» By Jamie Tobias Neely / Staff writer
Patriotism waves proudly through the halls of the Spokane Veterans Home this summer, hanging from the ceiling in small U.S. flags and red, white and blue stars.
World War II veterans come to this 1980s-era center on Spokane's lower South Hill across from Rockwood Clinic for rehabilitation, or to live out the rest of their days with nursing care. Memories of that war come alive as the men and women who fought it tell their stories still.
In the library on this afternoon, Mary Ake and Edwin "Duffy" Setterlund roll their wheelchairs close together. These World War II veterans have reached their 80s, and life has worn them down to the very essence of themselves. They tell stories both piercing and fond, hum a few bars of "Chattanooga Choo Choo," and confess that a bugler playing taps still has the power to bring tears to their eyes.
Mary wears short white hair, metal-rimmed glasses and a gray sweat shirt that says "Spokane Veterans Home Sweet Home." She's 83. Her red sandals match a red lever on her wheelchair. She breathes oxygen through a small fleshed-colored tube. Emphysema.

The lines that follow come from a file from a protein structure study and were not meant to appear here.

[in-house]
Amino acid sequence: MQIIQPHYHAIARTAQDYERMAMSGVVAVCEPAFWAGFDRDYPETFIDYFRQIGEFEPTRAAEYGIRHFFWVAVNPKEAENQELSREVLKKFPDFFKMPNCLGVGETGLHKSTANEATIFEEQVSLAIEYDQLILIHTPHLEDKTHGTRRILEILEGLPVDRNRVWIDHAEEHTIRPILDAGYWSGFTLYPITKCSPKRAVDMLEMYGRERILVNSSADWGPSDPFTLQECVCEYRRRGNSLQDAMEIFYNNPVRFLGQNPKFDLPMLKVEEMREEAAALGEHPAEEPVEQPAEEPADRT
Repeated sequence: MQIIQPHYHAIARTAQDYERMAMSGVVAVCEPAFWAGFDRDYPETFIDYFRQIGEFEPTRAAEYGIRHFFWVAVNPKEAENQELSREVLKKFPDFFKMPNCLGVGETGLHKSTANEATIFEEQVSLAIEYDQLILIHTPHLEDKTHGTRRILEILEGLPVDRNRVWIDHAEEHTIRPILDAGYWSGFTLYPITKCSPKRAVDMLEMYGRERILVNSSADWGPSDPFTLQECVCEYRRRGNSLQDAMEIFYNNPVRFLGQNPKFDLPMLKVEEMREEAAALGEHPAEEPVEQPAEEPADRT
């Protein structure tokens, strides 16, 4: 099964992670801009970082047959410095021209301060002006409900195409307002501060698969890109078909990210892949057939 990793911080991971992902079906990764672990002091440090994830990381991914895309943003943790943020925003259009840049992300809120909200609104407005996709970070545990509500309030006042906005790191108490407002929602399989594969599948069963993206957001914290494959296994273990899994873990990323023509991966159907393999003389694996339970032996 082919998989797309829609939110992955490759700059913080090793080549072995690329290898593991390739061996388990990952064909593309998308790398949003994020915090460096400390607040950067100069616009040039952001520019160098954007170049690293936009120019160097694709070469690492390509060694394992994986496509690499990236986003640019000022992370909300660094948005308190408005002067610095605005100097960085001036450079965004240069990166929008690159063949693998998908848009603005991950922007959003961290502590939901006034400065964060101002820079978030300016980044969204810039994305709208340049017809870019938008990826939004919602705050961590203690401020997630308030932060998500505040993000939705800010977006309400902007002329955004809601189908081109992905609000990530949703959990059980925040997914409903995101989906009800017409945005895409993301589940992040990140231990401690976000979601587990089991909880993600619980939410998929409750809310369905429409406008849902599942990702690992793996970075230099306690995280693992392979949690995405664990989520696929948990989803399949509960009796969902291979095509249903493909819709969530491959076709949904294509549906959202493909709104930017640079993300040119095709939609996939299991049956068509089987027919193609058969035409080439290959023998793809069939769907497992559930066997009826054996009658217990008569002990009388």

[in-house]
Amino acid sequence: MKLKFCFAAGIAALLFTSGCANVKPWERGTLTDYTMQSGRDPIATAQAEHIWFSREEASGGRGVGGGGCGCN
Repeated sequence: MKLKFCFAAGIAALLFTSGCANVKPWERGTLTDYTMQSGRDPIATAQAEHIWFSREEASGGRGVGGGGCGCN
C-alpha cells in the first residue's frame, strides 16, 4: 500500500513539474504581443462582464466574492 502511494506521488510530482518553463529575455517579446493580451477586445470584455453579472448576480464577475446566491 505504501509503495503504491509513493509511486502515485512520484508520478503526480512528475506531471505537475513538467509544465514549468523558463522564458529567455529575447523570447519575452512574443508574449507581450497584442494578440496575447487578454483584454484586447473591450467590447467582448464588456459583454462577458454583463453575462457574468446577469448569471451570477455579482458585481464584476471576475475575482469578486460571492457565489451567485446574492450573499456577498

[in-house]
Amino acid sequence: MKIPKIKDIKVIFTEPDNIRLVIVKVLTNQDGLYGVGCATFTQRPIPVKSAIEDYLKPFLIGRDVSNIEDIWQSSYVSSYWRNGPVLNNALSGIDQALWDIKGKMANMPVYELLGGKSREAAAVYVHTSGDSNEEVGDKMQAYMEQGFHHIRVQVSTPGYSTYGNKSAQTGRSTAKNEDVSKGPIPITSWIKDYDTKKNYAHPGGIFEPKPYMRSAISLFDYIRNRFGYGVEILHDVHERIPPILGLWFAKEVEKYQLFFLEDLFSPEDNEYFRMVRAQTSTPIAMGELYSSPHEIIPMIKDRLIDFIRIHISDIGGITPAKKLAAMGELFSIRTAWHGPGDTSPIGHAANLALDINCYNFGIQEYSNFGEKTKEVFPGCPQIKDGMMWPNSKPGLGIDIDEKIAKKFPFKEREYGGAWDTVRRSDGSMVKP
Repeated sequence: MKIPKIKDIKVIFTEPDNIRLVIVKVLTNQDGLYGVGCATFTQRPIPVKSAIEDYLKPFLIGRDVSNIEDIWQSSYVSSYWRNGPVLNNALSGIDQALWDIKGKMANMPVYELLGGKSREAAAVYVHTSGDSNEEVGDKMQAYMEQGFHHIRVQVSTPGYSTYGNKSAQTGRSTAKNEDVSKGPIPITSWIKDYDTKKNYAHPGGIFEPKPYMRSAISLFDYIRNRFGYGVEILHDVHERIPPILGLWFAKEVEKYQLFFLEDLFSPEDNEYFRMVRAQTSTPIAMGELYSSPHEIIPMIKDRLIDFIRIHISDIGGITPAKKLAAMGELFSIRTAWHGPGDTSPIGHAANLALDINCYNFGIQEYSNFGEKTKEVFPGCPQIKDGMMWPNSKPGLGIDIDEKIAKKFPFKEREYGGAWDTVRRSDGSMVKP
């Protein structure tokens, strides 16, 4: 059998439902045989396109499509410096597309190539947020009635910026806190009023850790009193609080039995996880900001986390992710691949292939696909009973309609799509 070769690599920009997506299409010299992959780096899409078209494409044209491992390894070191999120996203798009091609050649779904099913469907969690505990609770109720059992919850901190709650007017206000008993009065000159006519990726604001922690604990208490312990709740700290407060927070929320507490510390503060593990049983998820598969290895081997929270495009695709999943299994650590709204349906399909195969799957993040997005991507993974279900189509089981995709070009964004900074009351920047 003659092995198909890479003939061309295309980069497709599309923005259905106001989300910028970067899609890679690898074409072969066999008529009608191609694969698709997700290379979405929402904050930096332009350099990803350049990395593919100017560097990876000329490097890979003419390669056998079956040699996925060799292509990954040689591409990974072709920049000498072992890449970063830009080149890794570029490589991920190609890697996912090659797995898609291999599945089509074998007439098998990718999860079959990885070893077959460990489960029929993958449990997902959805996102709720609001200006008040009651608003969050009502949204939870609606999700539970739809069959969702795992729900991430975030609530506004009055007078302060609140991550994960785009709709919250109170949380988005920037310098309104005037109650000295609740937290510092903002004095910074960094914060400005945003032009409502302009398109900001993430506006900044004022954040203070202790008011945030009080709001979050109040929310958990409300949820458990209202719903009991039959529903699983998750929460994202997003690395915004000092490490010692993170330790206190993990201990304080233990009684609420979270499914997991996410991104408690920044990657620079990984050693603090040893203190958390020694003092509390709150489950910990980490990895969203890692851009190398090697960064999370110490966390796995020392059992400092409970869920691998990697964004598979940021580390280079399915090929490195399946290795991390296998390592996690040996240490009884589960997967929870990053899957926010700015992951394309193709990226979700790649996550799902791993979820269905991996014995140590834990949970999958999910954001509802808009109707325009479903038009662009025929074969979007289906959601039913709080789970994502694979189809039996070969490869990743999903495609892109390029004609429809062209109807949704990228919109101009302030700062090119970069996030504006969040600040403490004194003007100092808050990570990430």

In May 1943 her husband, Bob, shipped out to the South Pacific, and Mary realized she would need to move back in with her parents in Berkeley, Calif. Instead, she enlisted as a member of the U.S. Marine Corps Women's Reserve.
"It was the smartest thing I ever did," she says.
As a woman Marine, she joined an elite corps. She wore a stylish uniform and lipstick designed by Elizabeth Arden to match the red chevrons on her sleeve. It was called "Montezuma Red."
She worked as an aviation storekeeper at El Toro, a Marine Corps Air Station south of Santa Ana, Calif., where angry soldiers called the women "BAMs," short for "Broad-Assed Marines," and she went to dances on the weekends.